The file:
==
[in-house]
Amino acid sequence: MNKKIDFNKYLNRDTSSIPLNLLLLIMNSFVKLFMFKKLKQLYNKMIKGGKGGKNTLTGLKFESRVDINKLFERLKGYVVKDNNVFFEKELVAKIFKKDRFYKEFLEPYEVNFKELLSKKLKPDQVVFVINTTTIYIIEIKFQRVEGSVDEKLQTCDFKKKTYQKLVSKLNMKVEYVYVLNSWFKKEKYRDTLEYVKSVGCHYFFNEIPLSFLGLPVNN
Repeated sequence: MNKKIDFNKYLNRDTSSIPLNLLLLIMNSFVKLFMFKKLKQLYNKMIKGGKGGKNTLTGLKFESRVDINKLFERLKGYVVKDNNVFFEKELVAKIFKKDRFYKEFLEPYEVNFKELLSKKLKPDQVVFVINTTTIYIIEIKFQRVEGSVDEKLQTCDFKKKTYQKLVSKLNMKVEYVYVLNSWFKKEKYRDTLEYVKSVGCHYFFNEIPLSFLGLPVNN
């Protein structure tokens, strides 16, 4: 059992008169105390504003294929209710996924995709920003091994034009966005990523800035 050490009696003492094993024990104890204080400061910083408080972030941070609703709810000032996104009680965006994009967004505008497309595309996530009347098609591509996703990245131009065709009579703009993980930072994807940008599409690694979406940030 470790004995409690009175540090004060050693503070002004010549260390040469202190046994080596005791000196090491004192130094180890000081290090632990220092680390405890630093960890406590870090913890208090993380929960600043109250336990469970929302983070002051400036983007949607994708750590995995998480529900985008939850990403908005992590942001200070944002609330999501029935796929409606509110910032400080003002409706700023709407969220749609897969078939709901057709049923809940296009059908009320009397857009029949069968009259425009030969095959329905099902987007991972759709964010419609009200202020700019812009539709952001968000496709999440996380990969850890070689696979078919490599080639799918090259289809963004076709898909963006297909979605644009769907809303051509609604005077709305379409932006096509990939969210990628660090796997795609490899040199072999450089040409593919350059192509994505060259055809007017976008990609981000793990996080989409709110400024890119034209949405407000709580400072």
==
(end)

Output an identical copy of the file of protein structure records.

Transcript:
[in-house]
Amino acid sequence: MNKKIDFNKYLNRDTSSIPLNLLLLIMNSFVKLFMFKKLKQLYNKMIKGGKGGKNTLTGLKFESRVDINKLFERLKGYVVKDNNVFFEKELVAKIFKKDRFYKEFLEPYEVNFKELLSKKLKPDQVVFVINTTTIYIIEIKFQRVEGSVDEKLQTCDFKKKTYQKLVSKLNMKVEYVYVLNSWFKKEKYRDTLEYVKSVGCHYFFNEIPLSFLGLPVNN
Repeated sequence: MNKKIDFNKYLNRDTSSIPLNLLLLIMNSFVKLFMFKKLKQLYNKMIKGGKGGKNTLTGLKFESRVDINKLFERLKGYVVKDNNVFFEKELVAKIFKKDRFYKEFLEPYEVNFKELLSKKLKPDQVVFVINTTTIYIIEIKFQRVEGSVDEKLQTCDFKKKTYQKLVSKLNMKVEYVYVLNSWFKKEKYRDTLEYVKSVGCHYFFNEIPLSFLGLPVNN
């Protein structure tokens, strides 16, 4: 059992008169105390504003294929209710996924995709920003091994034009966005990523800035 050490009696003492094993024990104890204080400061910083408080972030941070609703709810000032996104009680965006994009967004505008497309595309996530009347098609591509996703990245131009065709009579703009993980930072994807940008599409690694979406940030 470790004995409690009175540090004060050693503070002004010549260390040469202190046994080596005791000196090491004192130094180890000081290090632990220092680390405890630093960890406590870090913890208090993380929960600043109250336990469970929302983070002051400036983007949607994708750590995995998480529900985008939850990403908005992590942001200070944002609330999501029935796929409606509110910032400080003002409706700023709407969220749609897969078939709901057709049923809940296009059908009320009397857009029949069968009259425009030969095959329905099902987007991972759709964010419609009200202020700019812009539709952001968000496709999440996380990969850890070689696979078919490599080639799918090259289809963004076709898909963006297909979605644009769907809303051509609604005077709305379409932006096509990939969210990628660090796997795609490899040199072999450089040409593919350059192509994505060259055809007017976008990609981000793990996080989409709110400024890119034209949405407000709580400072």